KENT, ROBERT JOHN, lawyer and politician; b. 1835 in Waterford (Republic of Ireland), son of James Kent and Mary Carigan; m. 1866 Ellen F. Donnelly of Harbour Grace, Nfld, and they had four children; d. 29 Sept. 1893 in St John’s.
Robert John Kent’s family had long been involved in the Waterford–Newfoundland trade, with members on both sides of the Atlantic. James Kent had worked with his uncle Patrick Morris* in St John’s before returning to Ireland. Robert was almost certainly educated at St John’s College, Waterford, before moving in 1856 to Newfoundland, where he worked as a clerk in the business of his uncle John Kent*. He may have had some legal training in Ireland, but in any event he studied law with Hugh William Hoyles* in the early 1860s and was called to the Newfoundland bar in 1864. He then entered a partnership with lawyer and politician Joseph Ignatius Little*, brother of former premier Philip Francis Little.
Given his background and connections, it is not surprising that Robert Kent soon entered political life. John Kent was a confederate and a Conservative in the later 1860s, and it was rumoured that Robert would run as a confederate candidate in St John’s in 1869. In the event, he did not, but ran for the first time in St John’s East in 1873 for Charles James Fox Bennett*’s anti-confederate party, telling the electors that he had changed his mind on the issue. Bennett led a coalition of Catholic Liberals (like Kent) and those Conservatives who had been unable to support Frederic Bowker Terrington Carter’s confederate views. It was in opposition throughout the late 1870s, and, as former Conservatives dropped away and Bennett grew older and more isolated, leadership of the opposition devolved upon J. I. Little and the Liberals. The party generally supported the Conservative government of Carter and William Vallance Whiteway* in their policies of economic development, and Kent spoke enthusiastically in favour of building a railway. In 1880 he was a member of a joint select committee of the legislature which recommended that a transinsular railway be built.
With no major issues dividing them and with general agreement on economic policy, by the early 1880s the Liberal and Conservative parties were moving towards an electoral alliance. It was formalized in time for the 1882 election, in which they faced the badly organized New party, a largely mercantile group that opposed Whiteway’s railway policy. Kent won his fourth consecutive victory in St John’s East. There were rewards. The firm of Little and Kent became lawyers for the Newfoundland Railway Company and Kent the speaker of the House of Assembly. In 1883 Little was made a judge, and Kent soon emerged as the leader of the Liberal party. What might have been a prominent political career then collapsed amid the sectarian discord that erupted in the mid 1880s. The crisis was precipitated by an Orange-Catholic riot at Harbour Grace in December 1883, in which five persons were killed. The subsequent inquiry, and the arrest of 19 Catholics on charges of murder, led to intense sectarian tension, which in turn placed great strain on the governing Conservative-Liberal coalition led by Whiteway. The strain was clearly demonstrated at the trials of the 19 Catholics, when Whiteway led the prosecution and Kent the defence. Kent handled the case with considerable skill, obtaining acquittals in each of two trials in 1884–85. Protestant indignation at this result led to a Protestant-Catholic polarization in the assembly, which, over the objections of all Catholic members, passed a motion critical of the verdicts. The Liberals promptly left the government coalition, and Kent resigned as speaker in February 1885.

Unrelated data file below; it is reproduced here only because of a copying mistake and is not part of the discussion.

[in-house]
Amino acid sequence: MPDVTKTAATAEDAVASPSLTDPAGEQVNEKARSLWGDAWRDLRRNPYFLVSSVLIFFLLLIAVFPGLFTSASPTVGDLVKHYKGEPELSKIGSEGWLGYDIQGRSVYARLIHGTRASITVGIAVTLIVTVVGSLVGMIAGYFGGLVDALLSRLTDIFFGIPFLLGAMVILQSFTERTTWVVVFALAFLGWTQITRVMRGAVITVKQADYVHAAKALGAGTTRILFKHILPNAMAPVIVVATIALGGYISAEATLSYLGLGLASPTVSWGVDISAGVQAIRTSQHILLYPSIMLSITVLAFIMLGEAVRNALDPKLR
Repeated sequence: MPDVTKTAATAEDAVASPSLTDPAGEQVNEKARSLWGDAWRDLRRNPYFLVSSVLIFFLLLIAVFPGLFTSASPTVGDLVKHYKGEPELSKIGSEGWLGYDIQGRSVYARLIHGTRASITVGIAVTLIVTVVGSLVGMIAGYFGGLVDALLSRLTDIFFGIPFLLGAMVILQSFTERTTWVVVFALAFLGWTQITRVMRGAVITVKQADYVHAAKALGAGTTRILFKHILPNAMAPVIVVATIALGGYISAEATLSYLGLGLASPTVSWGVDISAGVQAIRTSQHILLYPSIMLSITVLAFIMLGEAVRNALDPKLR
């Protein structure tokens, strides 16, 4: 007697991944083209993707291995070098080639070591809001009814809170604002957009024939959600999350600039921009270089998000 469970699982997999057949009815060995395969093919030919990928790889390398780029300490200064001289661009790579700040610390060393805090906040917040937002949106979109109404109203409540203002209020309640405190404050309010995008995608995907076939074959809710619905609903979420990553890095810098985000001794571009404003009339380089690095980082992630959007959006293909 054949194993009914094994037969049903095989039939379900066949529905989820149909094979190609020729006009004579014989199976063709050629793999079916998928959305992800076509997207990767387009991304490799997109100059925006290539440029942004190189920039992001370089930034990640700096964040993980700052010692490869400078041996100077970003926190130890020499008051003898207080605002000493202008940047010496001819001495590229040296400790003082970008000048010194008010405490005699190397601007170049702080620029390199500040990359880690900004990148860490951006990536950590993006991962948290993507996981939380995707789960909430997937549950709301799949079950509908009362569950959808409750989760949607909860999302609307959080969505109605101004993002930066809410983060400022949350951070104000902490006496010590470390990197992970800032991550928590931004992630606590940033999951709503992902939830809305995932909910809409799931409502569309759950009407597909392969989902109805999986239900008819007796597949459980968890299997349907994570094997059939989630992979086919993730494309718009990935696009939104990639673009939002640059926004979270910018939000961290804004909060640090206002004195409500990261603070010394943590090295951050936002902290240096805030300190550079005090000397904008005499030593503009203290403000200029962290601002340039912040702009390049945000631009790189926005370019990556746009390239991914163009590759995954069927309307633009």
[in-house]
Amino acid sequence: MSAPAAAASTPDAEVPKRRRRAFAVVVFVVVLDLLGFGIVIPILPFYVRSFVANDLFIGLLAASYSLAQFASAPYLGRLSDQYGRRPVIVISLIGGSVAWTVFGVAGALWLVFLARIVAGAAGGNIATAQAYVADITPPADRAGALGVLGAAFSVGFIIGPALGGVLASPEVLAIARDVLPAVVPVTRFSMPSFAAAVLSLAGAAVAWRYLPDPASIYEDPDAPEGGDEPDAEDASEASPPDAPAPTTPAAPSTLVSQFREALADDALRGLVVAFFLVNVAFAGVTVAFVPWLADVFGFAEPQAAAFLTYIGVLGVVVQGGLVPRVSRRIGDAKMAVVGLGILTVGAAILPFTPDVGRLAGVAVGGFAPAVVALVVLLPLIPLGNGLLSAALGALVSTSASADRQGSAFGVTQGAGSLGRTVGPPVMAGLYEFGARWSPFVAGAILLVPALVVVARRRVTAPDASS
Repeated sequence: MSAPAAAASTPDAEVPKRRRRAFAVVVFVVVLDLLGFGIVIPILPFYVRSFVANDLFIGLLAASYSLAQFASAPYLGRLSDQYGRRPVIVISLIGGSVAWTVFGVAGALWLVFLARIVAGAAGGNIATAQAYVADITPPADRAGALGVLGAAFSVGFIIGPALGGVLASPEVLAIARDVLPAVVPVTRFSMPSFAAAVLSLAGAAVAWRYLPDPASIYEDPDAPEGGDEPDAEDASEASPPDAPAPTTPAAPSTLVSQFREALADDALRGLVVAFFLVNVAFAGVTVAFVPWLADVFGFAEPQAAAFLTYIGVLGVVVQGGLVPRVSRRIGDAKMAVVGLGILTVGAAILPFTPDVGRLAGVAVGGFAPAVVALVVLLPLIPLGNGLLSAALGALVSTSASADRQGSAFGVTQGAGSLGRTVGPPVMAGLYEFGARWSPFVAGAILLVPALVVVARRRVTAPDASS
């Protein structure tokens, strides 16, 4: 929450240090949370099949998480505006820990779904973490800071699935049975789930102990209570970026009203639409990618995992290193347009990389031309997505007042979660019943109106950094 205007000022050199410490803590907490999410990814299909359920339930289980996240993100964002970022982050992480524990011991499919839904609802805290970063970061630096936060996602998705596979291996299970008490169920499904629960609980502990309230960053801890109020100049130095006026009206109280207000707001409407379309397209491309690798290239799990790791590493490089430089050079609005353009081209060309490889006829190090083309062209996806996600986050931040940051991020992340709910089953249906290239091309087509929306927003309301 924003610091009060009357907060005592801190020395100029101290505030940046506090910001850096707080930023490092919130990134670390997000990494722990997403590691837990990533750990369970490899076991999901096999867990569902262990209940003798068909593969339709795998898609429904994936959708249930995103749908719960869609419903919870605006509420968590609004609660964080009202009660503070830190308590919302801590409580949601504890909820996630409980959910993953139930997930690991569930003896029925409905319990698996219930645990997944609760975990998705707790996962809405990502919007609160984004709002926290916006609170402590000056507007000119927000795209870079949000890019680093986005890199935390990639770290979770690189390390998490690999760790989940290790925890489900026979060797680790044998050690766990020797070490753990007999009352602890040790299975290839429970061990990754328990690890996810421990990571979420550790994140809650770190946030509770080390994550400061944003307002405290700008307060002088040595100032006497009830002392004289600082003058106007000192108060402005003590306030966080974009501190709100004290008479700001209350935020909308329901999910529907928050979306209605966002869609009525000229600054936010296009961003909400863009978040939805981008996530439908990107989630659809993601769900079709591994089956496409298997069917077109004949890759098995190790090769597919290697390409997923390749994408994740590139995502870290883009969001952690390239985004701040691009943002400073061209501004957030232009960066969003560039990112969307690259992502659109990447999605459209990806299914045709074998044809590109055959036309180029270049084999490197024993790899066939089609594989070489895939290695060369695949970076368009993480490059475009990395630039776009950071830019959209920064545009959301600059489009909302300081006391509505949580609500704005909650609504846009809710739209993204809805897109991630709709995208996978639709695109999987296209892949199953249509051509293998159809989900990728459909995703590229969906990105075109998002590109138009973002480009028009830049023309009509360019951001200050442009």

Although Kent was effectively the Liberal leader, his position was by no means firm, since Premier Whiteway’s leading Catholic supporter, Sir Ambrose Shea*, who had left the Liberal party in 1865, now rejoined the Liberals. If highly partisan press reports can be believed, Kent later acquiesced in Shea’s leadership of the Liberals in the election called for October 1885. Kent was again elected for St John’s East, but resigned his seat the following June. One factor may have been the volume of legal work that he now had to handle alone as a result of Little’s promotion to the bench. Another explanation, and the more probable one, is that he was unable to survive the backroom bargaining, which in mid 1886 led to the breakup of the Liberal party. Some Liberals joined the Reform government of Robert Thorburn* and the remainder the Whitewayite opposition led by Robert Bond*.
Kent never again entered the political arena. President of the Benevolent Irish Society between 1883 and 1891 and of the Law Society of Newfoundland from 1888, he tended his prosperous law practice and was clearly a respected and prominent citizen. His death in 1893 was apparently precipitated by worry and extra work caused by the destruction of his office in the fire that had devastated so much of St John’s the previous year.
Supreme Court of Newfoundland (St John’s), Registry, 6: 43–44 (will of R. J. Kent) (mfm. at PANL). Courier (St John’s), November 1869. Evening Herald (St John’s), 30 Sept. 1893. Evening Mercury (St John’s), 16 Feb. 1883. Evening Telegram (St John’s), 11 April 1882; 23 July 1884; 26 June, 7 Oct. 1885; 9 Sept. 1886; 2 Oct. 1893. Patriot and Terra-Nova Herald, 11 Nov. 1869; 4, 11 Oct. 1873; 4 Nov. 1878. Public Ledger, 17 May 1878, 6 April 1880. Centenary volume, Benevolent Irish Society of St. John’s, Newfoundland, 1806–1906 (Cork, [Republic of Ire., 1906?]). Hiller, “Hist. of Nfld.” Elinor [Kyte] Senior, “The origin and political activities of the Orange order in Newfoundland, 1863–1890” (ma thesis, Memorial Univ. of Nfld., St John’s, 1959). W. D. MacWhirter, “A political history of Newfoundland, 1865–1874”